Australia’s problems deporting serious criminals began well before Direction 99 was implemented

Australia’s problems deporting serious criminals began well before Direction 99 was implemented
  • PublishedJune 11, 2024

Serious convicted criminals hanging onto their Australian visas has been a hot topic for longer than you might think.

In fact, data shows the tribunal responsible for reviewing the government’s visa cancellation decisions has been increasingly upholding appeals since 2017.

“An Islamic terrorist and a Vietnamese drug trafficker are among criminals whose visa cancellations or refusals have recently been overturned by a tribunal,” a Herald Sun headline read that year.

The minister for immigration at the time, Peter Dutton, copped heat and condemned the authority at the heart of the decision — the Administrative Appeals Tribunal (AAT).

Peter Dutton budget reply speech
Peter Dutton called on Immigration Minister Andrew Giles to resign after the direction 99 controversy.(ABC News: Matt Roberts)

But he was on the other side of the chamber, as the opposition leader, when it blew up again last month.

This time, Mr Dutton was not so quick to point blame at the tribunal.

Change of direction

The rules that guide the AAT when reviewing visa cancellations have changed several times since 2017.

The edict that lit the fuse most recently is “direction 99” — a measure brought by the Albanese government last year — and it made an individual’s ties to Australia a primary consideration in the tribunal’s assessment.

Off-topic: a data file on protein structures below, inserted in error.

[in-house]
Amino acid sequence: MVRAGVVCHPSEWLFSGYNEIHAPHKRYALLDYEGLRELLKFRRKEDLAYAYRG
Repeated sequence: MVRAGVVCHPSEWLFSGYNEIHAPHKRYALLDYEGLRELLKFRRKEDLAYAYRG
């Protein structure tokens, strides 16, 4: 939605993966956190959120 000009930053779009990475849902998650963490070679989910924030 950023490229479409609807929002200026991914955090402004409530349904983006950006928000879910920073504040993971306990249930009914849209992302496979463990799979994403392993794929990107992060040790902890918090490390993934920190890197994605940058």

Last month, it emerged that dozens of serious convicted criminals used it to hang onto their visas.

Galvanised by the revelations — and already on an immigration warpath — Mr Dutton called for the head of Immigration Minister Andrew Giles to roll.

But an immigration lawyer — who agreed to speak on grounds of anonymity due to his proximity to sensitive legal issues at play — says direction 99 is just a scapegoat.

“This has been a problem for the past decade,” he tells the ABC.

“It’s not something recently related to direction 99 … the previous directions over the last decade resulted in these issues.”

And in cases where someone’s character was in question, the tribunal upheld nearly twice as many of those appeals last financial year compared to 2017-18, according to AAT case-load data.

But those numbers didn’t surge when direction 99 came into effect.

They’ve been rising steadily each year.

Tiny Pinder a prominent case

It appears the prior two directions (79 and 90), put in place by the Coalition, had let equally serious criminals slip through the cracks.

Former NBL champion and serial rapist Kendal “Tiny” Pinder could perhaps be one of the most prominent.

The former Perth Wildcat had been convicted of sexually abusing and stalking multiple girls in Australia — a record that spanned decades.

The ABC had previously revealed he used direction 79 to successfully appeal his visa cancellation in 2019.